KUALA LUMPUR (Reuters) - Malaysian police raided the office of troubled state investment fund 1MDB on Wednesday, following a report that claimed investigators looking into the firm found nearly $700 million had been transferred to Prime Minister Najib Razak’s bank account.
Najib has denied taking any money and said the corruption allegations are part of a malicious campaign to force him out of office.
The Wall Street Journal (WSJ) reported last week that investigators probing 1MDB had traced funds flowing into Najib’s personal account when he was campaigning for a general election over two years ago.
“We can confirm that a number of officials from the task force, conducting an enquiry into 1MDB, visited our offices today,” 1MDB said in a statement.
“They were provided with a number of documents and materials to aid with the investigations currently taking place.”
A police spokeswoman confirmed the raid, but did not give any further details.
1MDB, a property-to-energy group whose advisory board is chaired by Najib, has debts of around $11 billion.
Even before the WSJ report it was the subject of separate investigations by the central bank, auditor general, police and the parliament’s Public Accounts Committee.
The Wall Street Journal report, citing documents from a government investigation, said there were five deposits into Najib’s account.
The two largest transactions, worth $620 million and $61 million, were made in March 2013 during the election campaign, the paper said. It said they came from a company registered in the British Virgin Islands via the Singapore branch of Falcon Private Bank.
Reuters has not independently verified the WSJ report.
Singapore’s central bank said on Wednesday that it would provide assistance to Malaysia and share information where it was legally able to.
Falcon Private Bank, a Swiss private bank owned by Abu Dhabi sovereign wealth fund International Petroleum Investment Company, said it was already in contact with the Monetary Authority of Singapore and would be fully transparent with the authorities.
On Tuesday, the Journal released what it said were government documents from the probe of the prime minister, detailing a money trail that it said led to his personal bank account.
The Attorney-General Abdul Gani Patail, who is part of a special task force probing 1MDB, said the documents were already the subject matter of an investigation.
A task force investigating 1MDB said it had frozen half a dozen bank accounts this week in relation to the allegations. But Abdul Gani said that the freeze order did not involve any bank accounts allegedly held by Najib.
The furor surrounding 1MDB and the ensuing political crisis have spooked financial markets.
The ringgit is trading at a 16-year low against the dollar and has weakened past the old currency peg of 3.80 per dollar, fixed in September 1998 during the Asian financial crisis and scrapped in 2005.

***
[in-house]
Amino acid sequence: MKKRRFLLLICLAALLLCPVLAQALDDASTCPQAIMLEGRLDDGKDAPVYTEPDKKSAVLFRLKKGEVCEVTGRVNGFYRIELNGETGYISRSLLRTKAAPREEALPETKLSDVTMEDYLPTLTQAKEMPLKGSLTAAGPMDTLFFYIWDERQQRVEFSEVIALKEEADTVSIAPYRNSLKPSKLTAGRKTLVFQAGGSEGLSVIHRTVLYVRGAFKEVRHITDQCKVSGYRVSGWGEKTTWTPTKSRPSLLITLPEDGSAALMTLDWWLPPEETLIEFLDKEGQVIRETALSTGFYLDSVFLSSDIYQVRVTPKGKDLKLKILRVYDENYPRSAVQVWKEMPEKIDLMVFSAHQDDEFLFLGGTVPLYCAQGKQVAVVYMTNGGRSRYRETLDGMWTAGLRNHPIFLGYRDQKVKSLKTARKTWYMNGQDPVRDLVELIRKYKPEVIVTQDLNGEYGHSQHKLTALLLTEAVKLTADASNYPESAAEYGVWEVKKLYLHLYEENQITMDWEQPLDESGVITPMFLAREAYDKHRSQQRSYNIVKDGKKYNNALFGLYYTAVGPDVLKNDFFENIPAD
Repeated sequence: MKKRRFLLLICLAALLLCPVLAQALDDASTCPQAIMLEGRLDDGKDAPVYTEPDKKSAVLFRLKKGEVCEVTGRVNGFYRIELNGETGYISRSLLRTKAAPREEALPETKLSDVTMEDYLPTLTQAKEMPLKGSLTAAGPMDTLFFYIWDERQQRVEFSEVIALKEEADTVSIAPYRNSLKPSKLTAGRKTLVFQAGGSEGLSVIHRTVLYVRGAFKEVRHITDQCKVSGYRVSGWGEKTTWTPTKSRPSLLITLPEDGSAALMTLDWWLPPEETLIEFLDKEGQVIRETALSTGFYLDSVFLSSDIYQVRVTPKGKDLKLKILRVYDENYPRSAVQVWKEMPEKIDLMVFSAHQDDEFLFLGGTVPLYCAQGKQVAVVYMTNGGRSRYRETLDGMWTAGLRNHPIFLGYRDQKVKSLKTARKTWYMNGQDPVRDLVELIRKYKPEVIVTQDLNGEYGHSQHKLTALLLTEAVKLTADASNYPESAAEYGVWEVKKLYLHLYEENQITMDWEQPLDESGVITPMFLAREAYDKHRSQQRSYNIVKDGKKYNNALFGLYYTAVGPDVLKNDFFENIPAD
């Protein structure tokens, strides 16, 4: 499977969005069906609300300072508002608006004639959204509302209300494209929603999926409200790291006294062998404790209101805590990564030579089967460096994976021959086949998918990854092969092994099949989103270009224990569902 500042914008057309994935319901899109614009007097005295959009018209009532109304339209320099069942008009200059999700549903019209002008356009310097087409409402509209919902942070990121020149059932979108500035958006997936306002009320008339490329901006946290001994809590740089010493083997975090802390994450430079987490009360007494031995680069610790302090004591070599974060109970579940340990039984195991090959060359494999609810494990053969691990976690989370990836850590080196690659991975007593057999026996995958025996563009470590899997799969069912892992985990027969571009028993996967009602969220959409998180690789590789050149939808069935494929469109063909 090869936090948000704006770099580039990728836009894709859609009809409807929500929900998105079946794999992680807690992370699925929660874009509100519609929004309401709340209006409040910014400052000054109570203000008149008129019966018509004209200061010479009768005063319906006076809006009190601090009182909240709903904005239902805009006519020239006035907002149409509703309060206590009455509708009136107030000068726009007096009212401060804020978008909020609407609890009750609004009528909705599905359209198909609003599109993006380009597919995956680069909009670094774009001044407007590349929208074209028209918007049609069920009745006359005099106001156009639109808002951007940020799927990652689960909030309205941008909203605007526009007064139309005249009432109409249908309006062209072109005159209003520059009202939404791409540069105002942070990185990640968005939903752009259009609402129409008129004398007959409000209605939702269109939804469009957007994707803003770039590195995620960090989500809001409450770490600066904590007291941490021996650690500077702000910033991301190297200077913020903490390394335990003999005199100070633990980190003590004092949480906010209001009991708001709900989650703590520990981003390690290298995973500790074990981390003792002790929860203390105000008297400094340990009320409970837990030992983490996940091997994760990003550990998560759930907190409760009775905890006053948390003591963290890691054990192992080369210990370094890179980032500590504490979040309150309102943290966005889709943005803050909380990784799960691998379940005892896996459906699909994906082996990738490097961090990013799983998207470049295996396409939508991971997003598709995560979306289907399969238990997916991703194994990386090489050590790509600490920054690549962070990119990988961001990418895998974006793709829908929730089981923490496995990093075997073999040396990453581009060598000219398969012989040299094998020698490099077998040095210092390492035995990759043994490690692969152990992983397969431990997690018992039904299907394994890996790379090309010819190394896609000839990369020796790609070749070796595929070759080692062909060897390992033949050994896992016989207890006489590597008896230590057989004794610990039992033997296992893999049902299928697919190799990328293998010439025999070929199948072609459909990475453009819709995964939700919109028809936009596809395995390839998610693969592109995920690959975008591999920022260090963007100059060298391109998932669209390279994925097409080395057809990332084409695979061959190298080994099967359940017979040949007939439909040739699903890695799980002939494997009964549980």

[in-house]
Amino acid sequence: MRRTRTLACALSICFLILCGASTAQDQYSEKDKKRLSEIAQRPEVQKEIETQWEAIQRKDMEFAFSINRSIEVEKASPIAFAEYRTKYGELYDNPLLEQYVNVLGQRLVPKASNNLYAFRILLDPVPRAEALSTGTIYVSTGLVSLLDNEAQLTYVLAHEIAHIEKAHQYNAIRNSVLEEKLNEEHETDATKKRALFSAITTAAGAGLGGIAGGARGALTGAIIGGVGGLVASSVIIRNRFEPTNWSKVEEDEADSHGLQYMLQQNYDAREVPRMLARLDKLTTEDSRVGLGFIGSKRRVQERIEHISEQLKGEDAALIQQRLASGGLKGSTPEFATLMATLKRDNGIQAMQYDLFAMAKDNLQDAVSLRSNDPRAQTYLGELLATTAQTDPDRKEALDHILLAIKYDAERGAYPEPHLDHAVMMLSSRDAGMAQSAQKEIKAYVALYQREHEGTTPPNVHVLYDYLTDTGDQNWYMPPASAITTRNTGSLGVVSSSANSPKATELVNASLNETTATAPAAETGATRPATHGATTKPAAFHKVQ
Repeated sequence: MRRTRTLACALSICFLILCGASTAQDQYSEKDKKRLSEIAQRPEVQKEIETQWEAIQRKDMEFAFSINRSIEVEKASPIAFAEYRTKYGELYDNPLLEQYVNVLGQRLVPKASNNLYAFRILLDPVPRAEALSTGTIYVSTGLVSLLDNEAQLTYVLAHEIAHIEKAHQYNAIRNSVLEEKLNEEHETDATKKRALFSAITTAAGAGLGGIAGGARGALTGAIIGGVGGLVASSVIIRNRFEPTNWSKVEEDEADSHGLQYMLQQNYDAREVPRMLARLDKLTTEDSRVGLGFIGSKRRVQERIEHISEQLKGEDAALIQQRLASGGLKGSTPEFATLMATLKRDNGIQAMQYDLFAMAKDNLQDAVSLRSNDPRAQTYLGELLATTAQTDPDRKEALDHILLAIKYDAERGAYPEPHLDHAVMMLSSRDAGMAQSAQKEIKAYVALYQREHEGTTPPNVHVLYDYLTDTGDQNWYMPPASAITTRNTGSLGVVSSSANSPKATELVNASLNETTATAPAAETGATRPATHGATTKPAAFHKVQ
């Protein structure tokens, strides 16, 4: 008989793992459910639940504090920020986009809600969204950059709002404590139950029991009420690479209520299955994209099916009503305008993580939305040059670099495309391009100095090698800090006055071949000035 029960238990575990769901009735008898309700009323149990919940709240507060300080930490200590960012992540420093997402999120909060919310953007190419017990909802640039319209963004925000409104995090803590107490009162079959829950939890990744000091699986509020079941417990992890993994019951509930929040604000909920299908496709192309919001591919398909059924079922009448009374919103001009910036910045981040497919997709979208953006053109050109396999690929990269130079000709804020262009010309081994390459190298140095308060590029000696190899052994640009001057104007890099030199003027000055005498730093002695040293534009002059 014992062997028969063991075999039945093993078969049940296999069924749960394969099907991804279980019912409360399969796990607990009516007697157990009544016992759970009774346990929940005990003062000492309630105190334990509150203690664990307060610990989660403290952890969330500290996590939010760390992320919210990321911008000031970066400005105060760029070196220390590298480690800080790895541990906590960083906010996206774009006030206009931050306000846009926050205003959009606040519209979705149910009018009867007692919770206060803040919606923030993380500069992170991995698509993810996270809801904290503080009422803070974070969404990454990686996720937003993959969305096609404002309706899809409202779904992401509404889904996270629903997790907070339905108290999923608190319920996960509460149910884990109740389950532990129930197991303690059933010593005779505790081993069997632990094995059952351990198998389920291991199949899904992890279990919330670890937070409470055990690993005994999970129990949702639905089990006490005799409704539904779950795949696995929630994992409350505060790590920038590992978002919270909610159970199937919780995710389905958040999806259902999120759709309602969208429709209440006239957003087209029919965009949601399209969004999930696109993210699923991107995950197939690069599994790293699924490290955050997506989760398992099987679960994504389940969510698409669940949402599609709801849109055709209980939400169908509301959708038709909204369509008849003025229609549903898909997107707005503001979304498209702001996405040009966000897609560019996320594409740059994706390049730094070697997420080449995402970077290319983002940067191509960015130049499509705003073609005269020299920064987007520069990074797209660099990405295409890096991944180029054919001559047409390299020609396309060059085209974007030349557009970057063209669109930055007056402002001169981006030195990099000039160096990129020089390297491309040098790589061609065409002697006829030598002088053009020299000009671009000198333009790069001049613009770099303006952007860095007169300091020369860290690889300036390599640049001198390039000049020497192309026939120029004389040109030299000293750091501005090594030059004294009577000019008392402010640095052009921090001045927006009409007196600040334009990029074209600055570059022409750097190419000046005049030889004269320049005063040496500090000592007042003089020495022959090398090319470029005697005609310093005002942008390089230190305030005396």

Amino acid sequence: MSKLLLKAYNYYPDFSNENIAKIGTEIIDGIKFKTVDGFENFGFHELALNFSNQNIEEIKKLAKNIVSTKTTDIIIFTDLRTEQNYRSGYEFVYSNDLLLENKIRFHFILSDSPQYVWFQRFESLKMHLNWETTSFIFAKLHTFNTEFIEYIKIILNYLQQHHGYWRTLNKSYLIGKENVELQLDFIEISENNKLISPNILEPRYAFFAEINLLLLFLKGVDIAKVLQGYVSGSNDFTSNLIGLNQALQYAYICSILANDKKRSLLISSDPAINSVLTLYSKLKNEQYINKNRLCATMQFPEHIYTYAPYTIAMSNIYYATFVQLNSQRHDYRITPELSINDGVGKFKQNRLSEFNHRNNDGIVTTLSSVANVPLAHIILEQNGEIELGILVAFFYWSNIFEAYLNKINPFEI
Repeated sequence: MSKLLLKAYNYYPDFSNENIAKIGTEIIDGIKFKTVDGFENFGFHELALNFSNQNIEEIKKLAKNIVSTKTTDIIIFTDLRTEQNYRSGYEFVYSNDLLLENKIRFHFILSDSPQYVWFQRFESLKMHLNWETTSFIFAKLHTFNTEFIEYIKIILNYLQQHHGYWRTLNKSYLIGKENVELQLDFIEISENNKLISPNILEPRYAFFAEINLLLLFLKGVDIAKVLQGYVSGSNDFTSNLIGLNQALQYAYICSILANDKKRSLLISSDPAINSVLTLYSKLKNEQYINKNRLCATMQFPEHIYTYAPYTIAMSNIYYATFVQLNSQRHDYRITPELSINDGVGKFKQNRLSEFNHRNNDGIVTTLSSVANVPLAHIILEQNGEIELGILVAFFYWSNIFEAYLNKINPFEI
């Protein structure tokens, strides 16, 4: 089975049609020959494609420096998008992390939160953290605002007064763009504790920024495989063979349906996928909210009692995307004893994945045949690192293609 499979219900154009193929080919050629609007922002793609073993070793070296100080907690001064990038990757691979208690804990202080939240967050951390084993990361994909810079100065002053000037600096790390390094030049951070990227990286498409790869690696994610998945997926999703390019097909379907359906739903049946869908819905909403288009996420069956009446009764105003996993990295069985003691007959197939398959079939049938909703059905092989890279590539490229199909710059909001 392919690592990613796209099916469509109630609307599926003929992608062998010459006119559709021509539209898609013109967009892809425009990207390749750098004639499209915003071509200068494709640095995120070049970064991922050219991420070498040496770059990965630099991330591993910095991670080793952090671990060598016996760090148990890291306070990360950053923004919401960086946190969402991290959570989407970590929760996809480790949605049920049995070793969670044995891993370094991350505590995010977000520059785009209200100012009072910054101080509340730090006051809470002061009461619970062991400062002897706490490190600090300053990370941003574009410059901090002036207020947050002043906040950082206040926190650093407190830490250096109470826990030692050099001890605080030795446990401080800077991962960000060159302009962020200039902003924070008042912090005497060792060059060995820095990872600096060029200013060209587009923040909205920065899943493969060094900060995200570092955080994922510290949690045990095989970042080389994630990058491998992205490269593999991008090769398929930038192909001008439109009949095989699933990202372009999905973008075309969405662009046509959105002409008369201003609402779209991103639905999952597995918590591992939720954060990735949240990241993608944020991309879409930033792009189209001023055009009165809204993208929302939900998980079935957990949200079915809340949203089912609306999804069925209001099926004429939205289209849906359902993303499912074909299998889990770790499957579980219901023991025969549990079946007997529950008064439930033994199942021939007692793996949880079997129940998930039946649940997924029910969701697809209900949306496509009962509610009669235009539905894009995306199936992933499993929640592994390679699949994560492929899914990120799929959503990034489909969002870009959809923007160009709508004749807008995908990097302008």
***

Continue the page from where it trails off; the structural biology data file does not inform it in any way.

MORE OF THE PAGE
The benchmark stock index dropped to its lowest in a week. 1MDB bonds also took a hit following the raid. The 4.4 percent 2023 bonds are trading down 2 points at 82 cents on the dollar.
In a statement on his Facebook page after the raids, Najib said that he has instructed his lawyers to send a letter to the Journal.
“Accusations by the Wall Street Journal are malicious and supported by certain quarters in the country with the purpose of forcing me to quit as prime minister and president of UMNO,” said Najib, referring to his party the United Malays National Organisation.
Najib’s law firm, Hafarizam Wan & Aisha Mubarak said in a statement it had been instructed to consider action against the Journal.
A spokeswoman for Dow Jones & Co., which publishes the Journal, said: “We stand behind our fair and accurate coverage of this evolving story.”
Opposition lawmakers have pressed cabinet ministers for a full explanation into the allegations, and asked him to go on leave until a probe is completed.
Members of Najib’s UMNO party have closed ranks behind the prime minister, who had already been on the back foot over alleged mismanagement of 1MDB and his handling of the economy.
“I think the cabinet was very united in that we have to allow for due process to take its course,” Khairy Jamaluddin, the youth and sports minister, told reporters after a cabinet meeting in Malaysia’s administrative capital Putrajaya.
1MDB has described the allegations as “unsubstantiated”, saying it never provided funds to the prime minister.
Additional reporting by Emily Chow, Al-Zaquan Amer Hamzah and Ebrahim Harris in KUALA LUMPUR; Umesh Desai in HONG KONG; Writing by John Chalmers and Praveen Menon; Editing by Rachel Armstrong and Jeremy Laurence
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